The Illumination of Film

I discovered most of my favorite country artists through music videos. Throughout the nineties, CMT played videos around the clock, giving equal weight to mainstream, veteran and Americana artists.

Music videos feel like a quietly dying art form these days, if only because there seems to be fewer outlets for them to garner the exposure that makes their expense worthwhile.

It’s a shame because the very best videos can illuminate the accompanying song, adding layers of depth to the original material.

There is one particular video that does this so well that I have trouble watching it all the way through. Some of you know that I am a teacher. Kenny Chesney’s clip for “Who You’d Be Today”, a song that laments the death of someone young, opens with a basketball game between two teenagers, one of whom will grow into a soldier who perishes overseas.

Click through to watch:


What videos best illuminate a song’s subject matter for you? Post your picks and, if possible, a YouTube clip in the comments below.

For YouTube clips, simply copy and paste the URL, adding a v after the http.




  1. There are just some songs that were made for video, and it’s tough to mess them up. One that came to mind right away was Steve Azar’s “Waitin’ On Joe” (embedding disabled, but just click on the screen, and it will take you to the video):

    What I enjoy with some country music videos is the storyline with a twist that introduces a different aspect to the song that the viewer may not have thought of before. Surprisingly for me, the new Rascal Flatts video does a great job of that:

  2. I’ve never been much for watching videos. I can only do it for very short periods of time before I get bored. I’d much rather see live performances in front of an audience. While there are some very innovative and creative videos out there, I think for the most part videos have been very detrimental to country music, because they caused the focus to shift from the way an artist sounds to the way he/she looks. It’s more important to look good today than it is to sound good. There are all kinds of studio tricks (i.e, Pro-Tools, etc) to mask vocal deficiencies, so it seems like nobody really cares if an artist can actually sing or not as long as they are physically attractive.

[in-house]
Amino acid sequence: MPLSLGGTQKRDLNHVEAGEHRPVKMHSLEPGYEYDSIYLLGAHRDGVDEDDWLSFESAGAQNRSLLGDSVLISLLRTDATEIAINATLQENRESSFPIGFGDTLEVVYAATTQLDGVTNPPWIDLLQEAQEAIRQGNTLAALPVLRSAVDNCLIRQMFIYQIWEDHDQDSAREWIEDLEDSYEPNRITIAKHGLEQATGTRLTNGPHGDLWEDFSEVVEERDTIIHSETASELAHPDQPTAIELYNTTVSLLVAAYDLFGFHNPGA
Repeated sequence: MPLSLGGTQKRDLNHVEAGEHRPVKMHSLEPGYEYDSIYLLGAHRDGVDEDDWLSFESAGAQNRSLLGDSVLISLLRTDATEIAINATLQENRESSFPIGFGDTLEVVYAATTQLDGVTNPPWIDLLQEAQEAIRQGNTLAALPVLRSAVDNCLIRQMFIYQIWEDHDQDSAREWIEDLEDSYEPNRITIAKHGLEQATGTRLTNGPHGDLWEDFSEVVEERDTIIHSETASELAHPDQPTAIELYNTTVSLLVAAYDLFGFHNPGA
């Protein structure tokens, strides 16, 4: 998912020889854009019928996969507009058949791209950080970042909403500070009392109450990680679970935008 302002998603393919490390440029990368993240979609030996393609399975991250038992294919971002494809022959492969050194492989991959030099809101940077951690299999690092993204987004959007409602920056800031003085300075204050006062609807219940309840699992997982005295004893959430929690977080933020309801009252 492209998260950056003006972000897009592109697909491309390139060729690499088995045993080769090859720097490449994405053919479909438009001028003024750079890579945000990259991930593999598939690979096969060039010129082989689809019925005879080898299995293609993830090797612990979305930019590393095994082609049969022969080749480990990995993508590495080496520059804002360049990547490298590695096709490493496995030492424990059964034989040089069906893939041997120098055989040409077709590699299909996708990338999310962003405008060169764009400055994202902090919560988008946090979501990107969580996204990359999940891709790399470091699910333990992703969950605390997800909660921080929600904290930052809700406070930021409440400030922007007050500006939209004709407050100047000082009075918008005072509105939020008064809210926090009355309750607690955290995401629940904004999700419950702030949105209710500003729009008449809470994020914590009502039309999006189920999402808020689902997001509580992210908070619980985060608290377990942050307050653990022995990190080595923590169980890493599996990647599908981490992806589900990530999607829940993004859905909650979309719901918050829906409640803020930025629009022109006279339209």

3. May as well call this the Johnny Cash “Hurt” Memorial Thread. That video lent the recording a great deal more depth than it already had.

  4. Sophie Muller has directed some of my favorite country music videos. She is probably most famous in the country world for directing “Not Ready to Make Nice” and Faith Hill’s “Like We Never Loved at All,” both of which I love. My two favorites, though, are Hill’s “Stealing Kisses,” which I think beautifully portrays a wife’s loneliness, and “Top of the World” by the Dixie Chicks. It makes an already chilling song that more powerful. Here is the link to the Chicks video. I can’t post “Stealing Kisses” because Warner has made YouTube remove all videos featuring its artists.